They’re upset the drunken driver who killed their father was in jail only 6 months

He lost his father to a drunken driver at this bridge

Sergio Sanchez comes to the scene of where his father, Jose De Jesus Sanchez, was killed in a collision with a drunken driver in 2015. The driver received only a year in jail and probation.
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Sergio Sanchez comes to the scene of where his father, Jose De Jesus Sanchez, was killed in a collision with a drunken driver in 2015. The driver received only a year in jail and probation.

On a recent February morning, Sergio Sanchez searched for answers about his father’s violent death caused by a drunken driver three years ago.

Standing along the road where his father was killed, Sanchez, 38, said he couldn’t understand how Michael Coffman was sentenced in Tulare County Superior Court to only a year in jail and probation for killing Jose De Jesus Sanchez, 65, of Visalia.

Because of good time credits, Coffman, 25, served only six months in jail, court records show.

“How is that fair?” Sanchez said.

Visalia police say Coffman was drunk and speeding at more than 110 miles an hour when he slammed into the rear of Jose Sanchez’s car on the St. John’s River bridge on McAuliff Road just north of Golden West High School around 3:15 a.m. April 14, 2015. Sanchez died at the scene. Coffman was not seriously hurt, police said.

Those facts alone, Sanchez said, should require a prison sentence. Instead, a judge gave Coffman “a slap on the wrist,” Sanchez said.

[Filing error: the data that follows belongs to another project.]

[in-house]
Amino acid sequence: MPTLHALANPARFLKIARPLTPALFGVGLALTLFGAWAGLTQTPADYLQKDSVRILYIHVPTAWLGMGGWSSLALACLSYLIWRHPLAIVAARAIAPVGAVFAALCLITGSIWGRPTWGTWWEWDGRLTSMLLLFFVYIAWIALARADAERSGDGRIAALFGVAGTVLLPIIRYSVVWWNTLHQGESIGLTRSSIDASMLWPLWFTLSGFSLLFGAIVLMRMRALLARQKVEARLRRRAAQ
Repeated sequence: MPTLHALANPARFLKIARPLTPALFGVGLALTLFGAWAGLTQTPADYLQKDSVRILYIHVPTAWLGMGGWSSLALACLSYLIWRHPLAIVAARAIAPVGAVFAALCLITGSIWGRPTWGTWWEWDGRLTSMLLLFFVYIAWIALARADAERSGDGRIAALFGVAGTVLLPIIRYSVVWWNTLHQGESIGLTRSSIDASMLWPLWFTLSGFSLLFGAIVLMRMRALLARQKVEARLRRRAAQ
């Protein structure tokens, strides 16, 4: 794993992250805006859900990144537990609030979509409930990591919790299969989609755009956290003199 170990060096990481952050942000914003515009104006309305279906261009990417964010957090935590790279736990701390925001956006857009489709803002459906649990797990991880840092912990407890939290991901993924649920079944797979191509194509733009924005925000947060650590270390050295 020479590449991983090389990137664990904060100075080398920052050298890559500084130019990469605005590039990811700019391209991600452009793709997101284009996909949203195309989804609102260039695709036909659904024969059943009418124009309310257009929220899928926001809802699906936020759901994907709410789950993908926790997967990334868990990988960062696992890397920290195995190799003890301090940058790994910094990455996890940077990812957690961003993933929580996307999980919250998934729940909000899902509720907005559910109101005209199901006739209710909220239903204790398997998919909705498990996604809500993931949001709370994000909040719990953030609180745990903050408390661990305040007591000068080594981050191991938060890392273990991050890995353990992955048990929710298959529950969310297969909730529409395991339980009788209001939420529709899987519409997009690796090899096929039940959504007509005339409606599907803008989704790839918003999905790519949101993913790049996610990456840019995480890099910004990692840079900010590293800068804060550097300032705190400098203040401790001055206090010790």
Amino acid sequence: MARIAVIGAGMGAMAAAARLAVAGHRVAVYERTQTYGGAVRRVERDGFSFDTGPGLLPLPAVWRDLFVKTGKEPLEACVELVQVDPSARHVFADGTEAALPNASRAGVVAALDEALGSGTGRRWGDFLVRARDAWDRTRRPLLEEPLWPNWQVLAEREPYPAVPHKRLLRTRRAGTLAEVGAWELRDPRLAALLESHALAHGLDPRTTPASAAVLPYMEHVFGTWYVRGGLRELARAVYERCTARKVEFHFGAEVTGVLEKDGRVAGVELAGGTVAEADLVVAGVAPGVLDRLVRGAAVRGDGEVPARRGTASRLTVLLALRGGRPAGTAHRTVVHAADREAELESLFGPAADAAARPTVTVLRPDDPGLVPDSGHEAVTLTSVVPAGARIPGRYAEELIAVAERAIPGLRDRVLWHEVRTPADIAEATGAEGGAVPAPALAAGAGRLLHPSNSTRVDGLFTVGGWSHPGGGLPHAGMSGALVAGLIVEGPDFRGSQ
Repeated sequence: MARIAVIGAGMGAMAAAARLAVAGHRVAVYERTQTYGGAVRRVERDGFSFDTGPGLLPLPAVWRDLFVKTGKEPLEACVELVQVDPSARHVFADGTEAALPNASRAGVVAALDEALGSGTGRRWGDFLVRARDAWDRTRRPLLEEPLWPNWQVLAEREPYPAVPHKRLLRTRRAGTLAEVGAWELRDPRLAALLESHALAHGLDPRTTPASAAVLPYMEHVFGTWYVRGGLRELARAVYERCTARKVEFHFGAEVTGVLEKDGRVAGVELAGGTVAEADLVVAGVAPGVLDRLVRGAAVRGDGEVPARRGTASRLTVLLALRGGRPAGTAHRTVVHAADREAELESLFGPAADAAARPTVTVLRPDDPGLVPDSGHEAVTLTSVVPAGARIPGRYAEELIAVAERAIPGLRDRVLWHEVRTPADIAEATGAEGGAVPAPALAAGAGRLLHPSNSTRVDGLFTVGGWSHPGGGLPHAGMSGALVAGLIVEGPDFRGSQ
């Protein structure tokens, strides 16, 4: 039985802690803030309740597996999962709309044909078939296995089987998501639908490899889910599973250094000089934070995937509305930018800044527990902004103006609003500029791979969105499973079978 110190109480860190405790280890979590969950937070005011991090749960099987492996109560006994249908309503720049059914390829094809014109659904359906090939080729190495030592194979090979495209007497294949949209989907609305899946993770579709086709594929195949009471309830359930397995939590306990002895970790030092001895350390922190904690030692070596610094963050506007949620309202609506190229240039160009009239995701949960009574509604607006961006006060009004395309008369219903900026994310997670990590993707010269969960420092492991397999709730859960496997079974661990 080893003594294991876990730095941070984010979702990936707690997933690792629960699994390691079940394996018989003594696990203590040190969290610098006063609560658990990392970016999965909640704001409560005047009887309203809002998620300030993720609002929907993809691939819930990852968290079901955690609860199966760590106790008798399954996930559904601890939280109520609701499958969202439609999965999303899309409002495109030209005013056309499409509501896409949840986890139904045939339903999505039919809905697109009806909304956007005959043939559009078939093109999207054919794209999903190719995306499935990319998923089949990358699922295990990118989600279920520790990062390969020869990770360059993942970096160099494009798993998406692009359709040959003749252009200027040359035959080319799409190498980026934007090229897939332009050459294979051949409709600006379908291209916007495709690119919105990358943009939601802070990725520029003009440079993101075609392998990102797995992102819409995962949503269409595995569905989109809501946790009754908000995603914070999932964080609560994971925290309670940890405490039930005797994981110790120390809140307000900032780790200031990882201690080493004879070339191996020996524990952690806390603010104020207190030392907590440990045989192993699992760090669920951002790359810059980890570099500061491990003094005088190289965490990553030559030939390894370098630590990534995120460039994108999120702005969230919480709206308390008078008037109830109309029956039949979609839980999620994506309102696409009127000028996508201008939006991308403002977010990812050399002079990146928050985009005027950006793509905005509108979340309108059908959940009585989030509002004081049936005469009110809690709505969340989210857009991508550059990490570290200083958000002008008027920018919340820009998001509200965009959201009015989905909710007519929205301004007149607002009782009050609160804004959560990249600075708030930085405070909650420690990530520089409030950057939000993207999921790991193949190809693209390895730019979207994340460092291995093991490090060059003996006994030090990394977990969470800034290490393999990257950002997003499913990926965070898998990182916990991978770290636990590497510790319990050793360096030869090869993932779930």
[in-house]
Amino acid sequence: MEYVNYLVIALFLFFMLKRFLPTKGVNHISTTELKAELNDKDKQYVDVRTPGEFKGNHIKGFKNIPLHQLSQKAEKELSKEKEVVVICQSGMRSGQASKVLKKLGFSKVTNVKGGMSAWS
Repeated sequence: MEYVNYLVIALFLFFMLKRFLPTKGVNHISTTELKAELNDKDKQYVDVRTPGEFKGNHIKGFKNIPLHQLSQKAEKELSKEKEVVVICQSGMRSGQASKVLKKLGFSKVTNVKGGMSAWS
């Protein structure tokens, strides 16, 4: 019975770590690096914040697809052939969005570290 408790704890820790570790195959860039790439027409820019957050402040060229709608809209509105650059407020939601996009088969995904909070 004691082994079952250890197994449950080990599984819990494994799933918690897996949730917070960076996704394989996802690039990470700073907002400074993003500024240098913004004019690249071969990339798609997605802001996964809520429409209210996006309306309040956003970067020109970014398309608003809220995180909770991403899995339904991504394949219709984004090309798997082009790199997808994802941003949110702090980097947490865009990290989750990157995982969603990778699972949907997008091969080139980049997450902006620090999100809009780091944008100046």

Sanchez said his father was coming home from work and “was two blocks away from our house when he was killed.” He was killed near the high school where Sergio and his brother, Jesus, and many relatives attended. The Sanchez family has lived in Visalia since the late 1990s, and lived in Woodlake and Ivanhoe earlier.

Sanchez’s quest to find answers is not unusual for victims of crime, Assistant Tulare County District Attorney David Alavezos said. Many victims don’t understand how the system works and become frustrated, he said.

“What happened to him and his family is awful,” Alavezos said. “I feel bad for him.”

Alavezos said Coffman pleaded no contest to a felony charge of gross vehicular manslaughter while intoxicated and the prosecution sought to put him in prison. But Judge Kathryn Montejano decided on May 18, 2017 that the appropriate sentence was a year in jail and eight years of probation, court documents say.

Typically, a felony charge of gross vehicular manslaughter while intoxicated carries a penalty of up to 10 years in prison. Montejano did not respond to an email from The Bee asking her to explain why Coffman didn’t go to prison.

Presiding Judge Bret Hillman, who did respond, said Montejano was on vacation and unavailable to comment. Hillman said it would be inappropriate for him to talk about Coffman’s jail sentence, but he did say Montenjano is one of Tulare County’s more experienced judges. “I want to be sensitive to the (Sanchez) family. “I respect the fact that they are still grieving and dealing with their loss.”

Sanchez, however, said his family was not seeking vengeance. He said three years in prison for Coffman would have been sufficient punishment.

His family’s frustration with the legal system, he said, is compounded by their grief for his father, who was just a few months away from retiring from Klink Citrus, a packinghouse in Ivanhoe. Once Coffman took the plea deal, they started questioning the legal system that denied his family justice.

“We grew up believing in the justice system,” Sanchez said. “This has caused us to doubt it.”

Coffman could not be reached to comment, but his attorney, Sara Bratsch, said on Thursday that “he is extremely remorseful” for what happened. “He did it and he took responsibility for his actions,” Bratsch said, noting that Coffman has completed his jail sentence and has stayed out of trouble.

“It’s such a tragedy,” Bratsch said. “I hope the (Sanchez) family can one day find peace.”

The police reports say Coffman, then 22, was headed to a convenience store to purchase cigarettes. The speed limit is 55 mph on the bridge and north of it, police say. The speed limit lowers to 45 mph south of the bridge. Police reports say Coffman was speeding south on McAuliff Road at more than 110 mph. But he contends he was traveling 60 mph on cruise control.